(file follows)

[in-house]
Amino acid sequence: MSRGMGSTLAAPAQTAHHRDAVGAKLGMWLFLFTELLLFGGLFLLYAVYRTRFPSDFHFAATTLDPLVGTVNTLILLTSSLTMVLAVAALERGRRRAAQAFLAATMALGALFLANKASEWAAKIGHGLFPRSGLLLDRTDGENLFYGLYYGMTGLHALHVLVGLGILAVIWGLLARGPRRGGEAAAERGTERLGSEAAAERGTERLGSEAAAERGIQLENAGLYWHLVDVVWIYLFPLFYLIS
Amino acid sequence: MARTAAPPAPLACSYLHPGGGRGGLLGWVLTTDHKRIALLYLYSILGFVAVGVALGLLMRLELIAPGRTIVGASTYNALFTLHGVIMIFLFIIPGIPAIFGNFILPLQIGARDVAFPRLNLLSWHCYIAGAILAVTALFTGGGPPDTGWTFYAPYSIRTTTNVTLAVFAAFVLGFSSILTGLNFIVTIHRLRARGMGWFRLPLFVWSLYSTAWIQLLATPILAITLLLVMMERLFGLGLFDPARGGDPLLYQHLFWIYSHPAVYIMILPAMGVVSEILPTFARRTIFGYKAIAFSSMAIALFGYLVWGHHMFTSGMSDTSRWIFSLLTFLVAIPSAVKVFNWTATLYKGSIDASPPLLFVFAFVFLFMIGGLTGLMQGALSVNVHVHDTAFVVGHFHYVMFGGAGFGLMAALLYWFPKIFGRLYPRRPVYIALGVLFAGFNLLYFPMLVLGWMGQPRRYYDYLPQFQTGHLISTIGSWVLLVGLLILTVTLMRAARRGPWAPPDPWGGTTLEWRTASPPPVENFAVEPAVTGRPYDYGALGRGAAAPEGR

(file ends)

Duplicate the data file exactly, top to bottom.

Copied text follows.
[in-house]
Amino acid sequence: MSRGMGSTLAAPAQTAHHRDAVGAKLGMWLFLFTELLLFGGLFLLYAVYRTRFPSDFHFAATTLDPLVGTVNTLILLTSSLTMVLAVAALERGRRRAAQAFLAATMALGALFLANKASEWAAKIGHGLFPRSGLLLDRTDGENLFYGLYYGMTGLHALHVLVGLGILAVIWGLLARGPRRGGEAAAERGTERLGSEAAAERGTERLGSEAAAERGIQLENAGLYWHLVDVVWIYLFPLFYLIS
Amino acid sequence: MARTAAPPAPLACSYLHPGGGRGGLLGWVLTTDHKRIALLYLYSILGFVAVGVALGLLMRLELIAPGRTIVGASTYNALFTLHGVIMIFLFIIPGIPAIFGNFILPLQIGARDVAFPRLNLLSWHCYIAGAILAVTALFTGGGPPDTGWTFYAPYSIRTTTNVTLAVFAAFVLGFSSILTGLNFIVTIHRLRARGMGWFRLPLFVWSLYSTAWIQLLATPILAITLLLVMMERLFGLGLFDPARGGDPLLYQHLFWIYSHPAVYIMILPAMGVVSEILPTFARRTIFGYKAIAFSSMAIALFGYLVWGHHMFTSGMSDTSRWIFSLLTFLVAIPSAVKVFNWTATLYKGSIDASPPLLFVFAFVFLFMIGGLTGLMQGALSVNVHVHDTAFVVGHFHYVMFGGAGFGLMAALLYWFPKIFGRLYPRRPVYIALGVLFAGFNLLYFPMLVLGWMGQPRRYYDYLPQFQTGHLISTIGSWVLLVGLLILTVTLMRAARRGPWAPPDPWGGTTLEWRTASPPPVENFAVEPAVTGRPYDYGALGRGAAAPEGR